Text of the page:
Robert Bosch GmbH
Robert Bosch GmbH established Bosch-Siemens-Hausgeräte GmbH in 1967 together with Siemens AG. But the history of the company Bosch dates back further than that to 1886 when Robert Bosch opened his "Workshop for Precision Mechanics and Electrical Engineering" in Stuttgart. Now a global concern, this is where the company started out as a small production, maintenance and repair business.
"Workshop for Precision Mechanics and Electrical Engineering" in Stuttgart
Following his apprenticeship training as a precision mechanic, the aspiring entrepreneur Robert Bosch worked for Schuckert & Co in Nuremberg among other companies during the 1880s. Having spent a semester at the Technical University in Stuttgart studying electrical engineering and then working in the U.S., Bosch also worked for Siemens Brothers in England. The paths of the future partner companies had therefore already crossed well before BSH was established.
Robert Bosch opened his "Workshop for Precision Mechanics and Electrical Engineering" in Stuttgart on November 15, 1886. In the early years, he was still carrying out all precision mechanics and electrical engineering work himself. On October 8, 1887, the workshop for the first time supplied the product for which Bosch would soon become famous: the Bosch magneto ignition device for combustion engines, initially at the time for stationary engines. By 1891, the manufacture of the magneto ignition device was already accounting for more than 50 percent of revenue. Despite this, business was often sluggish in the first ten years. Robert Bosch himself later described this time as a "shambles".
The situation had improved by 1895 with the construction of the power plant in Stuttgart. Homes and businesses in Stuttgart were now increasingly supplied with electricity, with the result that the demand for electrical engineering grew rapidly. The 1000th magneto ignition device for stationary engines was produced in 1896 – to mark the day, Robert Bosch invited his employees to a company outing in a nearby hostelry. The following year, the company succeeded in making a technical breakthrough with the construction of magneto ignition devices for automobile engines. The first office outside Germany was opened in England in 1898, followed a year later by branches in France and Austria-Hungary. The greatest success achieved abroad by the Robert Bosch company however was in the U.S. Orders worth over a million dollars were landed on the first U.S. foray. By 1912 at the latest, the U.S. had become the most important sales market for the company with the opening of a local facility in Springfield. When the First World War broke out two years later, the German company lost its entire foreign market. The Bosch properties in the countries of the Triple Entente, material values as well as patents and property rights were confiscated. Production in Germany was switched to armaments.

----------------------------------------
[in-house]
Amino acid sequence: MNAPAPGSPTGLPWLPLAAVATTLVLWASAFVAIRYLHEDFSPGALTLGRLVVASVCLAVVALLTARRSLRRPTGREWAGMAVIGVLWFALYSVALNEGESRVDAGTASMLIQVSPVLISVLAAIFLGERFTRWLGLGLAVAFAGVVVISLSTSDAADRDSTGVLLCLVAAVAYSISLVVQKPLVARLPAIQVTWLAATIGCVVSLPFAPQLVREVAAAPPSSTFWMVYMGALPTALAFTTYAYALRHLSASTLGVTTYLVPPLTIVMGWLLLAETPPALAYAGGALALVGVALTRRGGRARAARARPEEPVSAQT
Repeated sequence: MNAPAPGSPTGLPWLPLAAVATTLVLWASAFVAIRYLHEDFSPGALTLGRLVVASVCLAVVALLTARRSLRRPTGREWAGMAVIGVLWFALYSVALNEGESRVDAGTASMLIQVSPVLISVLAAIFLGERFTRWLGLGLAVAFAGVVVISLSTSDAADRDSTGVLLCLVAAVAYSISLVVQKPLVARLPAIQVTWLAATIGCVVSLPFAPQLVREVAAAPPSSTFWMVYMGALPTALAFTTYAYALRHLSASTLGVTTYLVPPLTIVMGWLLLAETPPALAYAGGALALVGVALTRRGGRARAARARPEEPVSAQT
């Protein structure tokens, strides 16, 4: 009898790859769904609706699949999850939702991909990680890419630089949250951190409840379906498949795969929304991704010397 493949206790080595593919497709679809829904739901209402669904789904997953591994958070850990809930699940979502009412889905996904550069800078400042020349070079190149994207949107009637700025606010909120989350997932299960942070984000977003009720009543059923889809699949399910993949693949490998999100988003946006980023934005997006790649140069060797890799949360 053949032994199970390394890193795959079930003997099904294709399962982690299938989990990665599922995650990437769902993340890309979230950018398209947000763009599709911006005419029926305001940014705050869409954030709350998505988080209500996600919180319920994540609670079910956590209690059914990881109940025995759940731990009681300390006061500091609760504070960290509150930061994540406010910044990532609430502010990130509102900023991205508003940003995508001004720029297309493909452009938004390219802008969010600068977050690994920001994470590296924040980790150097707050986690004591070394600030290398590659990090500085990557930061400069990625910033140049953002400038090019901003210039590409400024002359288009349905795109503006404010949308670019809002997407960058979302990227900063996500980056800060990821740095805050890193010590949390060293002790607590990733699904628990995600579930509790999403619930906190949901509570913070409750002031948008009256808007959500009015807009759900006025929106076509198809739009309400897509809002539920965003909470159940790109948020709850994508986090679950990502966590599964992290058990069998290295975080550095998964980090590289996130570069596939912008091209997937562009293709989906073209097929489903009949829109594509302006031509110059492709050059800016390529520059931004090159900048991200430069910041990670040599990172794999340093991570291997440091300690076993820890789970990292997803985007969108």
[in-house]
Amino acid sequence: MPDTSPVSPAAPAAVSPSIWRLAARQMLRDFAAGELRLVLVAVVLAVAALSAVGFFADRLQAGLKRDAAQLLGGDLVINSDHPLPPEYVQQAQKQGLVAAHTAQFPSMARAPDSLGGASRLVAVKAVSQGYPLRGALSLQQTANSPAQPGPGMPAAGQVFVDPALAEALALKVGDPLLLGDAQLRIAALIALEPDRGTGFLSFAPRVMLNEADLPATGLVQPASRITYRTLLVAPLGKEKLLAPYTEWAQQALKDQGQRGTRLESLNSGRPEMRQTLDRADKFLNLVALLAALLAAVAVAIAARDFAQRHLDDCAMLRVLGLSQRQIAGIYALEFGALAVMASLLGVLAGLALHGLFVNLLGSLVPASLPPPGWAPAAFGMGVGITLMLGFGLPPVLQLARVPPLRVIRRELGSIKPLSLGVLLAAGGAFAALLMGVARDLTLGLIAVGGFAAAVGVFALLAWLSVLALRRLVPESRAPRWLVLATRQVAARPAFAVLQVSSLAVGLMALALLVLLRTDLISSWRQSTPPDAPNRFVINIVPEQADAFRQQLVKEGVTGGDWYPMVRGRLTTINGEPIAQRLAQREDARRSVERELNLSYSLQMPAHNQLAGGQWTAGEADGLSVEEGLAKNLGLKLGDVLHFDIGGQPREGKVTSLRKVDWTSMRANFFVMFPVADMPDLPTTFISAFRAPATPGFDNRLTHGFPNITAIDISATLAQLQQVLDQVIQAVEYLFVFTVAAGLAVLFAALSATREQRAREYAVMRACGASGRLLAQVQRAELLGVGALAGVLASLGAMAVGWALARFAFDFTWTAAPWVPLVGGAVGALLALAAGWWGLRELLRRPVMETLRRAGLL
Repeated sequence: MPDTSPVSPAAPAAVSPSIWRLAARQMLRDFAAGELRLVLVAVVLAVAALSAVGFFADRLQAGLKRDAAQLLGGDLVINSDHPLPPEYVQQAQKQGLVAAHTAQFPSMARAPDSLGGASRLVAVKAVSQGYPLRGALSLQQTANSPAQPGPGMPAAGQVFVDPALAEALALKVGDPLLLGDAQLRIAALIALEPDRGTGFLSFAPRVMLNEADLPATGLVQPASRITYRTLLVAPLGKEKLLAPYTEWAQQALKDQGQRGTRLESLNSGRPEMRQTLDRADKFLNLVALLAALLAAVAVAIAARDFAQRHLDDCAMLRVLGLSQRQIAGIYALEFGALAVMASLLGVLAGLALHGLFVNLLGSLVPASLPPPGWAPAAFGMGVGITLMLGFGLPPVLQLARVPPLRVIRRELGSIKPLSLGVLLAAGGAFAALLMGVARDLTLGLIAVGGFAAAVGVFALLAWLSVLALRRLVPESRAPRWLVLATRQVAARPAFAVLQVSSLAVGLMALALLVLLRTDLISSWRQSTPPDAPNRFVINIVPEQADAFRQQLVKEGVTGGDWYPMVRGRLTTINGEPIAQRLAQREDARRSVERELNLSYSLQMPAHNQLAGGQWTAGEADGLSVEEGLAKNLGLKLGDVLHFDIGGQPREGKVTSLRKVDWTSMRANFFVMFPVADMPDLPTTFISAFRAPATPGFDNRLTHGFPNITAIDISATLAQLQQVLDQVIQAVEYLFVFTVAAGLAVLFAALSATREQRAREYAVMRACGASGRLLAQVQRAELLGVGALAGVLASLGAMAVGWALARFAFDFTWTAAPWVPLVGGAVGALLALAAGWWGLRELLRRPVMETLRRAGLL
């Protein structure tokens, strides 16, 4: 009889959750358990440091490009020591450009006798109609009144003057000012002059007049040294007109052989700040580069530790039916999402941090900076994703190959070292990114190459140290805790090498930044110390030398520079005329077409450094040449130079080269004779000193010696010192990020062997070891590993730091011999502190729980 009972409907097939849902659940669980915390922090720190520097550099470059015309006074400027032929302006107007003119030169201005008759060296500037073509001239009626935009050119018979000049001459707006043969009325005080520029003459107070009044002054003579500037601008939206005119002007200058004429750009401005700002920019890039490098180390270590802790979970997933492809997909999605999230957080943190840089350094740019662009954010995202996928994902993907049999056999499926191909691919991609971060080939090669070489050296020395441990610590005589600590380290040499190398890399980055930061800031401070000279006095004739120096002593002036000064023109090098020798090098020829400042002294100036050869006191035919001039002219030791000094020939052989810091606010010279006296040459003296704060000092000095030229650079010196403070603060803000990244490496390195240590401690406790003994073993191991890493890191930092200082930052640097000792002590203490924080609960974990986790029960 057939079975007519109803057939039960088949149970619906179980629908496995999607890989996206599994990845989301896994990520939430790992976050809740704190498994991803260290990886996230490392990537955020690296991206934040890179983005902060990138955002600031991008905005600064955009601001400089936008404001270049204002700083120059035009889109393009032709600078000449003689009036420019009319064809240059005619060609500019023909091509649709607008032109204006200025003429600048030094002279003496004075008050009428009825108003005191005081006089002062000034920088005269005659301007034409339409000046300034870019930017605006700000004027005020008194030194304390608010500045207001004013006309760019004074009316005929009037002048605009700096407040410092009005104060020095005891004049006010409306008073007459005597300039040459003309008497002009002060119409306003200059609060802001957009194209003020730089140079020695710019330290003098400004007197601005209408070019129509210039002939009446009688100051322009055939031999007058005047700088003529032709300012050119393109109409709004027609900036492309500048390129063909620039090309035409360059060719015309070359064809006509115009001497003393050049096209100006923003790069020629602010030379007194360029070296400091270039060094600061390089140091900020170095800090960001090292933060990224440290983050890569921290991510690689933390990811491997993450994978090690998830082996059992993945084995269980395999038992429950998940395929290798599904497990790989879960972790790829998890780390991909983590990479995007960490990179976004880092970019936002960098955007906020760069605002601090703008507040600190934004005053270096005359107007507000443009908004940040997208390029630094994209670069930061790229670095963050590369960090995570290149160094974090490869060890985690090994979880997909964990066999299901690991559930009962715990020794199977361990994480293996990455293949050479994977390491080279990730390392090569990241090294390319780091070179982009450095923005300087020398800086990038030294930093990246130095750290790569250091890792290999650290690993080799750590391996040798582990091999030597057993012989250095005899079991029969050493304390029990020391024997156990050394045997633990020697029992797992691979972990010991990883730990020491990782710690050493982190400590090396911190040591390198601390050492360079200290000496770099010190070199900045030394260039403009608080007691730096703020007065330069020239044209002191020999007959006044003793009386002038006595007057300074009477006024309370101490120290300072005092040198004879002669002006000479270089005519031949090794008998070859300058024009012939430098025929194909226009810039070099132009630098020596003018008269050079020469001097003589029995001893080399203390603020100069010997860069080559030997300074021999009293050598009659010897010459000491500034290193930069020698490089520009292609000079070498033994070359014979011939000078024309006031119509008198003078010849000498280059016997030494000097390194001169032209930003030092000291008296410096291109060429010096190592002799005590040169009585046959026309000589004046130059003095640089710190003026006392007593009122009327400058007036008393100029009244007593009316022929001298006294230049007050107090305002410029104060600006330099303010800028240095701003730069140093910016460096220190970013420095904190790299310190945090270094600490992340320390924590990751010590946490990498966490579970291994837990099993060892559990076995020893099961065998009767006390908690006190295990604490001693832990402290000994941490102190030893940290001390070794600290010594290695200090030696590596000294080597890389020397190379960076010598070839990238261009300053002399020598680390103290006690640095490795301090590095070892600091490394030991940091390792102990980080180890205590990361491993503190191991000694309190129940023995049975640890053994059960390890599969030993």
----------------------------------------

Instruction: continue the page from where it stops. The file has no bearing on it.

Robert Bosch AG was founded in 1917 while the war was still raging.
From automotive supplier to electronics corporation
The reconstruction following the war years progressed successfully. Most of the foreign subsidiaries were rebuilt and some new ones added. The product range was expanded to include a host of new innovations, including a diesel injection pump in addition to vehicle lighting, windshield wipers and power brakes. Further production branches were added by the mid-1930s, with production of home appliances commencing in 1933 with the first electric refrigerator. Robert Bosch AG transformed itself at this time from a pure automotive supplier to a broadly diversified electronics corporation. Robert Bosch turned the public limited company (AG) into a limited liability company (GmbH) in keeping with his "... desire that Robert Bosch GmbH (...) remains active for as many generations as possible, securing their financial independence, their autonomy and capacity to act at all times."